A professional certified midwife practices independently in the field of prenatal, postpartum, and delivery care of pregnant women. This care takes place typically in the home of the patient, or in specialized birthing centers. The North American Registry of Midwives (NARM) has strict standards that a potential certified midwife must meet before the applicant can receive credentials to practice.
Virtually all certified midwives and nurse-midwives have received training and degrees through university programs. Just about all candidates will earn a master's degree before certification. There are also opportunities for individuals to receive an online degree to become a certified midwife and offer services.
In a midwife program, the expectant mother will typically receive guidance and council concerning health needs and care during her pregnancy. The patient will be educated on how to maintain an optimum level of health for herself and unborn child. The midwife will offer advice in all aspects of childbirth and prenatal care. Midwifery services also involve special care during the postpartum period as well.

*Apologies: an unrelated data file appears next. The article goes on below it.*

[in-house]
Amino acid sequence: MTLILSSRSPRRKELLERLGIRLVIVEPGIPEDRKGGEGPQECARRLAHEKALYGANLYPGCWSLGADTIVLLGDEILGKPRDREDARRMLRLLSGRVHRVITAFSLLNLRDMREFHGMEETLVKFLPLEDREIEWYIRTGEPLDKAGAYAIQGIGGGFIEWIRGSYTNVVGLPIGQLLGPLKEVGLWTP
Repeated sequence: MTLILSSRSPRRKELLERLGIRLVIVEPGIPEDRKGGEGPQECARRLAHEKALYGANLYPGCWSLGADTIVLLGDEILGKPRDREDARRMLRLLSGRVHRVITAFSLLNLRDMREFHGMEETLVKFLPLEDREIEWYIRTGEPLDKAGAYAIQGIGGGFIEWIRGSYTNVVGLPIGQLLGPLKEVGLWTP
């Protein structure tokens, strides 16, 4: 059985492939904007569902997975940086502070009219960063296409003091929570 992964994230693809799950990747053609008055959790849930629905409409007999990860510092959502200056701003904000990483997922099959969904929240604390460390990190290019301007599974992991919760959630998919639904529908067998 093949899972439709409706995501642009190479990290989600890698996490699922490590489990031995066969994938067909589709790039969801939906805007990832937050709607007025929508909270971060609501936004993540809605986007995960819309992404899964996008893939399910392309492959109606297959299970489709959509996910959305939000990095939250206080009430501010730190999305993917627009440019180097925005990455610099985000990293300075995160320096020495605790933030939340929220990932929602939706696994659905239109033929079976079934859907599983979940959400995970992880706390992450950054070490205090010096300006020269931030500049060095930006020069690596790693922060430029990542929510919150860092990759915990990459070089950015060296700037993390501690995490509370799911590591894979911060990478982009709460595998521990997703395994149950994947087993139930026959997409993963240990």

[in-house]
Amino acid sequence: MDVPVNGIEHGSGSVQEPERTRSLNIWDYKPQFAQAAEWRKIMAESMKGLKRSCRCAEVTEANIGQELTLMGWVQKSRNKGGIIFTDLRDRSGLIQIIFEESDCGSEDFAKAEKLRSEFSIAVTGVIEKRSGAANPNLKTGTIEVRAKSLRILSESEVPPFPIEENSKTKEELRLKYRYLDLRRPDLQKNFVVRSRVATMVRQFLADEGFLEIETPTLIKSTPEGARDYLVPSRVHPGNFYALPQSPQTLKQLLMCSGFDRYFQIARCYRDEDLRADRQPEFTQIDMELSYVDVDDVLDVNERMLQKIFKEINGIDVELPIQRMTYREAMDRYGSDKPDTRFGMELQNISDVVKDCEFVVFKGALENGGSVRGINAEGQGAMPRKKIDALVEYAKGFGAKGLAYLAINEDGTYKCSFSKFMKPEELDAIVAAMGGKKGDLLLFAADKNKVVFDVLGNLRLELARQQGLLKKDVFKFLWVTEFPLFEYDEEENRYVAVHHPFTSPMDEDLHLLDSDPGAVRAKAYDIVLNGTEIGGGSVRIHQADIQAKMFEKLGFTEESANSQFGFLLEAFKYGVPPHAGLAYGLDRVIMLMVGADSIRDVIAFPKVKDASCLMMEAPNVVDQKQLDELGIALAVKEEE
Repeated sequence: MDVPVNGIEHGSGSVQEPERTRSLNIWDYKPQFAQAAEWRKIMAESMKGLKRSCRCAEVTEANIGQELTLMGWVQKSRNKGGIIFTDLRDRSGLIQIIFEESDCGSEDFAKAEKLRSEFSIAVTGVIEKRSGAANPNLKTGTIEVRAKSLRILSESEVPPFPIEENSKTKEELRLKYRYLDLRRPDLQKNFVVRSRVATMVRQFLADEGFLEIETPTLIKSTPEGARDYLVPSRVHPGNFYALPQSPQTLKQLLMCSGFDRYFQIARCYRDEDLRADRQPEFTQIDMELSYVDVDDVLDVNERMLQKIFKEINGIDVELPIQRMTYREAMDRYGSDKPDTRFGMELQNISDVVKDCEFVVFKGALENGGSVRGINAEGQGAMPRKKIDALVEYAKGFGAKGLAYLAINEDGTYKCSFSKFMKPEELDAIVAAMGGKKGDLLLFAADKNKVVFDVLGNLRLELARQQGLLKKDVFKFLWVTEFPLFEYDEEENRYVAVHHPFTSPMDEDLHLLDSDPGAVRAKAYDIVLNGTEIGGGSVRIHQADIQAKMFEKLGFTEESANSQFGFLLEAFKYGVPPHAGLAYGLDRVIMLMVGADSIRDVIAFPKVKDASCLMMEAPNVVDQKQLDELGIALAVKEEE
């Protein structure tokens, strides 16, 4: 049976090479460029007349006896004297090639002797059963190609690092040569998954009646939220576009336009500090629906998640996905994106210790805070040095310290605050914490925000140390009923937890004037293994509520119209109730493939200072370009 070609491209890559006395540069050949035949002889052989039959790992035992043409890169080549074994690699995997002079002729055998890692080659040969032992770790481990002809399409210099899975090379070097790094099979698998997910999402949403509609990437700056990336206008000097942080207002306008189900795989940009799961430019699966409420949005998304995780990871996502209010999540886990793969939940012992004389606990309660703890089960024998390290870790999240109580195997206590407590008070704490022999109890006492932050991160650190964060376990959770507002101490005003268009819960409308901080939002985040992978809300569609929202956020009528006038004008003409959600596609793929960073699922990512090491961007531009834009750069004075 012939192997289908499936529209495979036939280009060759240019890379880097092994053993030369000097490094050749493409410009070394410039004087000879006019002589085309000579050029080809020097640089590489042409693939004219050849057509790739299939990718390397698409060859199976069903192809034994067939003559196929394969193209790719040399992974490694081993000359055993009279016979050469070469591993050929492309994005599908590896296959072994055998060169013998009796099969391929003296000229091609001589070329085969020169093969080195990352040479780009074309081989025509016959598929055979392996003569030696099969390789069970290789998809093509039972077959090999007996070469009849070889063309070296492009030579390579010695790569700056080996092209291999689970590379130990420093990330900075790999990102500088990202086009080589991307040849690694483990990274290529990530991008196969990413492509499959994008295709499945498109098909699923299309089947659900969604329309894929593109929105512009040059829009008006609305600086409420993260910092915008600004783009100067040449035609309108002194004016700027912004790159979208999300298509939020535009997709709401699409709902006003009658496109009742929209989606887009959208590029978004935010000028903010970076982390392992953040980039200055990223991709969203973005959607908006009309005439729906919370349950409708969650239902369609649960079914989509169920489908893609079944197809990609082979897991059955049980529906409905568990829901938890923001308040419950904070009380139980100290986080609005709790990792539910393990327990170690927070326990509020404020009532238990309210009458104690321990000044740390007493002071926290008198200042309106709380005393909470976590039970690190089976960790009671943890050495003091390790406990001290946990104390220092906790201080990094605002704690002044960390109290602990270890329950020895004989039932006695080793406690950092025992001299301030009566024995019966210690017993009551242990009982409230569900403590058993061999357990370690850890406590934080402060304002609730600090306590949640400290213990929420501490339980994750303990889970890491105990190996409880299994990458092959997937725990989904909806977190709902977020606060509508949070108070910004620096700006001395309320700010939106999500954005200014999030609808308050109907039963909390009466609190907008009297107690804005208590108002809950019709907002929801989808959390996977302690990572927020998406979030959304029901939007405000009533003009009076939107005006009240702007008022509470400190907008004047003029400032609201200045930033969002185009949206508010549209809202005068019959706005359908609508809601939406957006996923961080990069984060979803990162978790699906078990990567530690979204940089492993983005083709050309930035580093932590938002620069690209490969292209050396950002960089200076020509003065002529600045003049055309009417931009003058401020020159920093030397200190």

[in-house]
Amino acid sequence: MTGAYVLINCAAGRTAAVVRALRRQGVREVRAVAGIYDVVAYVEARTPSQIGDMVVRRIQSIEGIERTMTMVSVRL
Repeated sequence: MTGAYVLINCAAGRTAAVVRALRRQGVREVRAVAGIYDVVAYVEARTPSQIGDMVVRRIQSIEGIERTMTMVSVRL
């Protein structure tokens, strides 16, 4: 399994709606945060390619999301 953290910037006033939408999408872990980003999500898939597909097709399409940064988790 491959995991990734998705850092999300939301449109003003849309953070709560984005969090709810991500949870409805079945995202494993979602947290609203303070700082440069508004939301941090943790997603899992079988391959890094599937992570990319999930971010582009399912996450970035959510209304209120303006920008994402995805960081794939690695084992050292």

Reinforcement during childbirth, which consists of assisting during labor and delivery is a major function of a certified midwife. The service provided by a midwife however, begins with the early stages of prenatal development. A professionally trained certified midwife will have received education in nursing. Therefore, midwives may offer gynecological advice and examinations if preferred.
In some situations, certified midwives will not accept patients with pre-existing medical conditions. This rule, however, may vary depending on region. In cases where the pregnancy requires care from a specialist or other medical interventions, a certified midwife may work in conjunction with a physician or team of medical professionals.
As part of their training, certified midwives receive specialized instruction in diagnosing any potential abnormalities in a pregnancy. If a midwife suspects an imminent problem with the pregnancy, she can refer the patient to expert medical care. Often the midwife has a team of physicians she may confer with during such situations.
Offering support for family planning is another typical service provided in a certified midwife program. Counseling for unwed mothers, and advice for seeking assistance may be offered. The midwife program may also offer support for grief counseling after miscarriage.
A vast majority of certified midwives will accept most medical insurance plans. There may be exceptions in the case of some independent certified midwife services, however. It is best to inquire directly to learn if a particular insurance plan covers these services.